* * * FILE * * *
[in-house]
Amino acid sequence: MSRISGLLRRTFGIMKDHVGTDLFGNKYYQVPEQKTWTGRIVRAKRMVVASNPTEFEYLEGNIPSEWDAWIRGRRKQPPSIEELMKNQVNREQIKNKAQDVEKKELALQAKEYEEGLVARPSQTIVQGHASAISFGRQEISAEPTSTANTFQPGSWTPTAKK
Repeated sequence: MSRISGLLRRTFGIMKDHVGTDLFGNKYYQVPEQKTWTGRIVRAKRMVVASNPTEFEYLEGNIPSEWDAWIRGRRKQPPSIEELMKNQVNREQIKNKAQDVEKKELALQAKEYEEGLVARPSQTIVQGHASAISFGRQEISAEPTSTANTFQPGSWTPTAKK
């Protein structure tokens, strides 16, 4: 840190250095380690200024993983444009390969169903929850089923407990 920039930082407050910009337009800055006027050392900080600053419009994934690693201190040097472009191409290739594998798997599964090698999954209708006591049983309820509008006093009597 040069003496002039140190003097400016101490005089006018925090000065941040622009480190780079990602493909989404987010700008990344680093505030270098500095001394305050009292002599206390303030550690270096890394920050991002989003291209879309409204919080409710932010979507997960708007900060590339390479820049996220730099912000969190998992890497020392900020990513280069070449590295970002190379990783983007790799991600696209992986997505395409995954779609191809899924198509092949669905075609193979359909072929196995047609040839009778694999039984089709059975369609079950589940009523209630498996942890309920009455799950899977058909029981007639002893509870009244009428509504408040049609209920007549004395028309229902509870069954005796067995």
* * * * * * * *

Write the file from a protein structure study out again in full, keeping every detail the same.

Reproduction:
[in-house]
Amino acid sequence: MSRISGLLRRTFGIMKDHVGTDLFGNKYYQVPEQKTWTGRIVRAKRMVVASNPTEFEYLEGNIPSEWDAWIRGRRKQPPSIEELMKNQVNREQIKNKAQDVEKKELALQAKEYEEGLVARPSQTIVQGHASAISFGRQEISAEPTSTANTFQPGSWTPTAKK
Repeated sequence: MSRISGLLRRTFGIMKDHVGTDLFGNKYYQVPEQKTWTGRIVRAKRMVVASNPTEFEYLEGNIPSEWDAWIRGRRKQPPSIEELMKNQVNREQIKNKAQDVEKKELALQAKEYEEGLVARPSQTIVQGHASAISFGRQEISAEPTSTANTFQPGSWTPTAKK
């Protein structure tokens, strides 16, 4: 840190250095380690200024993983444009390969169903929850089923407990 920039930082407050910009337009800055006027050392900080600053419009994934690693201190040097472009191409290739594998798997599964090698999954209708006591049983309820509008006093009597 040069003496002039140190003097400016101490005089006018925090000065941040622009480190780079990602493909989404987010700008990344680093505030270098500095001394305050009292002599206390303030550690270096890394920050991002989003291209879309409204919080409710932010979507997960708007900060590339390479820049996220730099912000969190998992890497020392900020990513280069070449590295970002190379990783983007790799991600696209992986997505395409995954779609191809899924198509092949669905075609193979359909072929196995047609040839009778694999039984089709059975369609079950589940009523209630498996942890309920009455799950899977058909029981007639002893509870009244009428509504408040049609209920007549004395028309229902509870069954005796067995």